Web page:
You choose, we deliver
If you are interested in this story, you might be interested in others from The Journal Gazette. Go to www.journalgazette.net/newsletter and pick the subjects you care most about. We'll deliver your customized daily news report at 3 a.m. Fort Wayne time, right to your email.

Entertainment

  • Milsap among 3 slated for Country Hall
    Ronnie Milsap, Mac Wiseman and the late Hank Cochran are the newest members of the Country Music Hall of Fame.
  • Film academy sticking with Oscars producers
    The producers behind the last two Oscar telecasts are coming back for a third time. The film academy announced Monday that Craig Zadan and Neil Meron will return to produce the 87th Academy Awards.
  • Discovery network cancels Everest jump
    The Discovery Network is canceling a daredevil's planned jump off the summit of Mount Everest in a wing suit next month following the avalanche that killed at least 13 people on Friday.
Advertisement

Rowling laments outing of alter ego Galbraith

Rowling

– J.K. Rowling says her crime-writing alter ego Robert Galbraith had respectable sales and two TV adaptation offers before he was exposed as a pseudonym for the “Harry Potter” novelist, and she wishes she could have kept her identity secret a little longer.

Rowling said Wednesday that “Robert was doing rather better than we had expected him to,” selling 8,500 copies in print, audiobook and e-book formats of thriller “The Cuckoo’s Calling,” which was published in April.

Writing on Galbraith’s author website, Rowling said “Robert was doing rather better than we had expected him to.”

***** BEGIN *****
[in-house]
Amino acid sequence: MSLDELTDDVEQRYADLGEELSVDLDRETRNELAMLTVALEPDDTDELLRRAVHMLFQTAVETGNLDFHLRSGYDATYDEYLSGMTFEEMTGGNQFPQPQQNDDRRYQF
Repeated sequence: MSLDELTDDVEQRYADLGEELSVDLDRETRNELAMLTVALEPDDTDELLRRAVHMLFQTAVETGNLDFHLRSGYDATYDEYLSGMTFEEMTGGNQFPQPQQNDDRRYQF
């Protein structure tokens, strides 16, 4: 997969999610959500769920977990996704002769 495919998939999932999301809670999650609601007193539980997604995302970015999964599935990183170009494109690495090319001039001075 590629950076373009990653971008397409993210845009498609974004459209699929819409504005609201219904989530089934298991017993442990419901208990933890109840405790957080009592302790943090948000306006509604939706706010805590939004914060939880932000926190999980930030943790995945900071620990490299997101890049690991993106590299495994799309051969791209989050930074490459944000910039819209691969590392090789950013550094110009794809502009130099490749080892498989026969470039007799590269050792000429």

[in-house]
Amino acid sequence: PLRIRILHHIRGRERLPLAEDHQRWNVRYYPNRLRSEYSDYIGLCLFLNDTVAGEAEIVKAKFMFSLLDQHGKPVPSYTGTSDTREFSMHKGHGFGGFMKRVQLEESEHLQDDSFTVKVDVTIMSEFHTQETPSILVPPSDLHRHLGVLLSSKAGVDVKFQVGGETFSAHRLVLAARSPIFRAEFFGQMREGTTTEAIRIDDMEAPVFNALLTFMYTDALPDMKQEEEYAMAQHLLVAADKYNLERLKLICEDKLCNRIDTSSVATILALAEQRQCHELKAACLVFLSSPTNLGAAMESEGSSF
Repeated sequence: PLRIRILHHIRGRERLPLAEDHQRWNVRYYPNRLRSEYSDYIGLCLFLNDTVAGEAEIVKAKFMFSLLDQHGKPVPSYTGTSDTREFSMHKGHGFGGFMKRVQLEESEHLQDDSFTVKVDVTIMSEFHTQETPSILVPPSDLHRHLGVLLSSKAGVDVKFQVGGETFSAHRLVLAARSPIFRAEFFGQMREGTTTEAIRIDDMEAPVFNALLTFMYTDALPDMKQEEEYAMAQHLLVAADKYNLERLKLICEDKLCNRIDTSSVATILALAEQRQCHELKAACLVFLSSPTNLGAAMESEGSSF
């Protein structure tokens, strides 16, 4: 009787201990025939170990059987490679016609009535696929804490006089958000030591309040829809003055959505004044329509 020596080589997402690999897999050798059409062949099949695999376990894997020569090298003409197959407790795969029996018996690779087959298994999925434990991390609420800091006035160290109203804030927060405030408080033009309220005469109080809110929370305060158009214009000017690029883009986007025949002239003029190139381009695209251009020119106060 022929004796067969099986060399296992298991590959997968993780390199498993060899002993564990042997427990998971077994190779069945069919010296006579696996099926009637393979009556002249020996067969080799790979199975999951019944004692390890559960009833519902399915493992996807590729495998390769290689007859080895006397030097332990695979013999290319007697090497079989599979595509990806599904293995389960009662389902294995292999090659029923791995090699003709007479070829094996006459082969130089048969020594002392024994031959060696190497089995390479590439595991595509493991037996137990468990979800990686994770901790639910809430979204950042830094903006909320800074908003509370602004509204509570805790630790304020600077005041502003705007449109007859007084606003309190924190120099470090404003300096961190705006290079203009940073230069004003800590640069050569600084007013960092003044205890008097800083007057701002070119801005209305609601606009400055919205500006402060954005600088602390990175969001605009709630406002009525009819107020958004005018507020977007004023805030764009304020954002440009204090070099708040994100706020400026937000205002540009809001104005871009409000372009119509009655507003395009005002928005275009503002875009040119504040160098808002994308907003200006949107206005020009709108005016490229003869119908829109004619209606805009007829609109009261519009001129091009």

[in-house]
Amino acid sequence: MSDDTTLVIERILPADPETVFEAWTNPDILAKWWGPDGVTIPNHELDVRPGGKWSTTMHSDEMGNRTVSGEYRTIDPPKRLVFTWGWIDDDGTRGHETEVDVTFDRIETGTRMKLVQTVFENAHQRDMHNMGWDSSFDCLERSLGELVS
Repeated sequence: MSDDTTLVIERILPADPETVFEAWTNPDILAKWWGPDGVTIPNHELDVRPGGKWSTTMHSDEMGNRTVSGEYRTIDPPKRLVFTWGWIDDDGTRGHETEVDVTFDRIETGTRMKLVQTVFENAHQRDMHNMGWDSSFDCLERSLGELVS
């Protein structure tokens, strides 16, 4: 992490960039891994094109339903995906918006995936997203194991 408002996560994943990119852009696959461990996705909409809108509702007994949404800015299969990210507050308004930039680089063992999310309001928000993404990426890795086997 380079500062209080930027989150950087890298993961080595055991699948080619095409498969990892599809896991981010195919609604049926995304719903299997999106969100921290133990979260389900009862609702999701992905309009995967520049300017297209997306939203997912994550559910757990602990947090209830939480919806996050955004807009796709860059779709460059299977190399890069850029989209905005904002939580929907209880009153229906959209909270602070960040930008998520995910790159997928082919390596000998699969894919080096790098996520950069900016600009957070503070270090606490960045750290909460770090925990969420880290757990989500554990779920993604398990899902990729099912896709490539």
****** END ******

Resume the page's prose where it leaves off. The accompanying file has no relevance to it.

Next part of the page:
“At the point I was ‘outed’, Robert had sold 8,500 English-language copies across all formats ... and received two offers from television production companies,” she wrote.

“The Cuckoo’s Calling” was published to good reviews as the fiction debut of a former military man working in the civilian security industry. But a newspaper revealed this month that Rowling had written the book under a pseudonym.

Since then it has topped best-seller lists, with publisher Little, Brown and Company printing hundreds of thousands of new copies.

There was speculation that Rowling or her publisher had leaked the news to boost sales, but last week a law firm that has done work for Rowling admitted that one of its partners had let the information slip to his wife’s best friend, who tweeted it to a Sunday Times columnist.

“If anyone had seen the labyrinthine plans I laid to conceal my identity (or indeed my expression when I realized that the game was up), they would realize how little I wanted to be discovered,” Rowling wrote.

She said she took a pen-name because “I was yearning to go back to the beginning of a writing career in this new genre, to work without hype or expectation and to receive totally unvarnished feedback.”

“I hoped to keep the secret as long as possible,” she said. “I’m grateful for all the feedback from publishers and readers, and for some great reviews. Being Robert Galbraith has been all about the work, which is my favorite part of being a writer.”

Rowling said she had taken the name from her political hero, Robert Kennedy, and a name she’d invented in childhood, Ella Galbraith.

Rowling said she has finished a second Robert Galbraith book featuring detective hero Cormoran Strike, to be published next year.

She also confirmed that she had signed a few copies of the book under her pen name, after working on a fake autograph. Bidders have offered thousands of dollars for signed first editions of “The Cuckoo’s Calling” on online auction sites.

“While we can’t verify whether any particular book currently on eBay etc. is genuine, any future books I sign in this way will be authenticated,” Rowling wrote.

“My Robert Galbraith signature is distinctive and consistent; I spent a whole weekend practicing it to make sure.”

Advertisement